By Anne Blythe
Mandy Cohen, secretary of the state Department of Health and Human Services, brought out her charts and graphs on Tuesday to update North Carolinians on the state of the COVID-19 pandemic.
That latest COVID news, even as the Omicron variant adds new mystery about how long the pandemic will last, was dwarfed by Cohen’s announcement that she is stepping down as DHHS secretary at the end of December.
North Carolina Health News will have more extensive coverage of her decision to resign in the morning.
At the briefing with Gov. Roy Cooper and reporters, Cohen talked about the questions scientists will be trying to answer over the next few weeks about the newest COVID-19 variant.
“All viruses change over time and COVID-19 is no exception,” Cohen said during the Tuesday afternoon briefing. “The latest variant Omicron was recently designated as a variant of concern by the World Health Organization. We still have a lot to learn about Omicron.”
Many questions remain: Is the new variant more contagious? Does it make people sicker? What impact will it have on the treatments and immunity?
“Cases with the Omicron variant have not yet been detected here in North Carolina or elsewhere in the United States,” Cohen said. “But many experts believe it is likely already here. While there’s no need for alarm, we do need to closely monitor the science and data on this new variant.”
The Omicron variant can be picked up by a standard PCR test, the same test that’s been used all through the pandemic, according to Cohen.
“Interesting part about the Omicron variant, it does give off a particular signal on the PCR test,” Cohen said. “It does help our lab folks actually hone in on which sample they should be sequencing. So I do think there we’re going to be looking for this particular signal that it gives off on a PCR test, and doing a lot more samples of that, do the sequencing.
“All of the samples that come at least to the state lab, we sequence every single one of those positives,” she said. “That’s a small fraction of the tests that are done here in North Carolina, we have many labs that have been helping us with testing.”
Though North Carolina has seen its COVID-19 caseload drop significantly since a high in September, when the Delta variant was causing severe illness and hospitalization, there has been a slight increase over the past few weeks in the number of people visiting emergency departments with symptoms of the virus.
North Carolina reported 1,755 new COVID-19 cases on Tuesday. There have been more than 1.5 million cases reported during the pandemic.
There were 1,121 people hospitalized with illness related to the virus on Tuesday.
Since the start of the pandemic, 18,740 people in North Carolina have died from the virus.
Cooper and Cohen stressed COVID-19 vaccines are the best tool for moving beyond the pandemic.
In North Carolina, 68 percent of the 18-and-older population is fully vaccinated, according to the DHHS dashboard. Though parents have started getting children 5 and older vaccinated, the state still has a ways to go to get those numbers where Cooper and public health officials would like to see.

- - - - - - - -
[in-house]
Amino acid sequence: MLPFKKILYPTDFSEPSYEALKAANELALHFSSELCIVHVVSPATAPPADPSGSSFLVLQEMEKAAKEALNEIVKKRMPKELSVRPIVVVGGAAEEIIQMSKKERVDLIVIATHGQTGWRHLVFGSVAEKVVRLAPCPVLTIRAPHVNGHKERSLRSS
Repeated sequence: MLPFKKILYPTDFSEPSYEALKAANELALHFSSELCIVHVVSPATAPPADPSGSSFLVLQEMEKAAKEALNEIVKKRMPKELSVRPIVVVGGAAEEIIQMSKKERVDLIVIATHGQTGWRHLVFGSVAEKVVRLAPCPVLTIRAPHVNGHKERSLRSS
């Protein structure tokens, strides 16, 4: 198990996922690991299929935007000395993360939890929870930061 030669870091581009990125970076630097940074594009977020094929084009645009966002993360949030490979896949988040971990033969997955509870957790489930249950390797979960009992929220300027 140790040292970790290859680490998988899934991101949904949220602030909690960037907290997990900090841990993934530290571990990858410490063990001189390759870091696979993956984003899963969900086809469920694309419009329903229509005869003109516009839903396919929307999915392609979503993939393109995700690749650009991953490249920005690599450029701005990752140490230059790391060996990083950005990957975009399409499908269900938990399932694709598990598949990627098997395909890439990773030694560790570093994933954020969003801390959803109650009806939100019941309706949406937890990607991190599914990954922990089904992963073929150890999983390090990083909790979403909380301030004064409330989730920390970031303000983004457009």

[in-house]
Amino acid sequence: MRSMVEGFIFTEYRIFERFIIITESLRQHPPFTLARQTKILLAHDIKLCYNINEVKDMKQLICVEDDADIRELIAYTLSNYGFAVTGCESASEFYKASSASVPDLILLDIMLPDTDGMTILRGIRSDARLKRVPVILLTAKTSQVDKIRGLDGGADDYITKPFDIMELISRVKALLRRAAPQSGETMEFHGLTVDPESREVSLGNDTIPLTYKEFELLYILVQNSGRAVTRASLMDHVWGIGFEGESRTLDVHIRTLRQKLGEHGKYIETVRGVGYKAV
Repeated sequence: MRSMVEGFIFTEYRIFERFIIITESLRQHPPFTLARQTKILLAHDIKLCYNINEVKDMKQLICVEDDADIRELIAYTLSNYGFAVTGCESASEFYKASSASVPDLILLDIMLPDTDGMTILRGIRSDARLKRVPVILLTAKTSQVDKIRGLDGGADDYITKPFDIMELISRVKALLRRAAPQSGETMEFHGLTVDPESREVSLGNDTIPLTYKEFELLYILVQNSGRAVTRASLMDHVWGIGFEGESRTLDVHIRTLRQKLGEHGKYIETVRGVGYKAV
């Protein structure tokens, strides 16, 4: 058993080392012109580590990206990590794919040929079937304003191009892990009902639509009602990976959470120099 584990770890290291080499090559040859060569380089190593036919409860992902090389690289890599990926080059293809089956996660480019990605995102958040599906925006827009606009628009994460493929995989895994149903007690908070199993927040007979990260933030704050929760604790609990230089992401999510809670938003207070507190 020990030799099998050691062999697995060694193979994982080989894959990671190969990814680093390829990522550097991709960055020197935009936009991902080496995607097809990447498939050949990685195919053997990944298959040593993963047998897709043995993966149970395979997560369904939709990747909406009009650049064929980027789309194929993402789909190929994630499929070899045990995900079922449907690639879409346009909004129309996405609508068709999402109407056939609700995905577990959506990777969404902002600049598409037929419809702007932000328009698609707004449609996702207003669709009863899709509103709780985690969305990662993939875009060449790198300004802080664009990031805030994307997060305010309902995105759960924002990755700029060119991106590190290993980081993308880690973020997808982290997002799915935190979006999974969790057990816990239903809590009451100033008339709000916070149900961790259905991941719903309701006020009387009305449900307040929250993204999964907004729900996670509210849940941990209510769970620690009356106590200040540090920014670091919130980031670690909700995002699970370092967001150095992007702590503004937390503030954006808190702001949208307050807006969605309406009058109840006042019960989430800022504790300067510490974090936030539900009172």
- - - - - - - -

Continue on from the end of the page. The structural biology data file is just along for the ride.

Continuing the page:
Up to 13 percent of the children ages 5 to 11, who only became eligible in early November, have received a COVID-19 vaccine in North Carolina.
“Getting children vaccinated helps keep them healthy and protected from COVID-19. It’s why I got my daughters vaccinated right away,” Cohen said. “With the holidays approaching and people gathering, don’t wait to vaccinate.”
Coronavirus by the numbers
According to NCDHHS data, as of Tuesday afternoon:
- 18,740 people total in North Carolina have died of coronavirus.
- 1,534,005 have been diagnosed with the disease. Of those, 1,131 are in the hospital. The hospitalization figure is a snapshot of people hospitalized with COVID-19 infections on a given day and does not represent all of the North Carolinians who may have been in the hospital throughout the course of the epidemic.
- North Carolina has tracked COVID-19 re-infections in the case counts from March 1, 2021 through Sept. 20, 2021. All told, North Carolina has tracked 10,812 reinfections, 200 of those were in people who were previously vaccinated. Ninety-four people who were reinfected with COVID-19 have died.
- 1,489,392 people who had COVID-19 are presumed to have recovered. This weekly estimate does not denote how many of the diagnosed cases in the state are still infectious. Nor does it reflect the number of so-called “long-COVID” survivors who continue to feel the effects of the disease beyond the defined “recovery” period.
- To date, 20,272,361 tests have been completed in North Carolina. As of July 2020, all labs in the state are required to report both their positive and negative test results to the lab, so that figure includes all of the COVID-19 tests performed in the state. Most recently, 9.4 percent of those testing were testing positive.
- People ages 25-49 make up the largest group of cases (39 percent). While 12 percent of the positive diagnoses were in people ages 65 and older, seniors make up 74 percent of coronavirus deaths in the state.
- 310 outbreaks are ongoing in group facilities across the state, including nursing homes and correctional and residential care facilities, that’s up from 107 outbreaks in early August.
- As of Wednesday, 288 COVID-19 patients were in intensive care units across the state.
- As of Nov. 30, 6,423,443 North Carolinians have received at least one dose of a coronavirus vaccine. Ninety-one percent of people over the age of 65 have been completely vaccinated, while 57 percent of the total population is fully vaccinated. 1,525,741 boosters have been administered.
- Children between the ages of 5 and 11 became eligible for vaccination during November. A total of 120,103 first doses have been given to those children, a total of 13 percent of that population.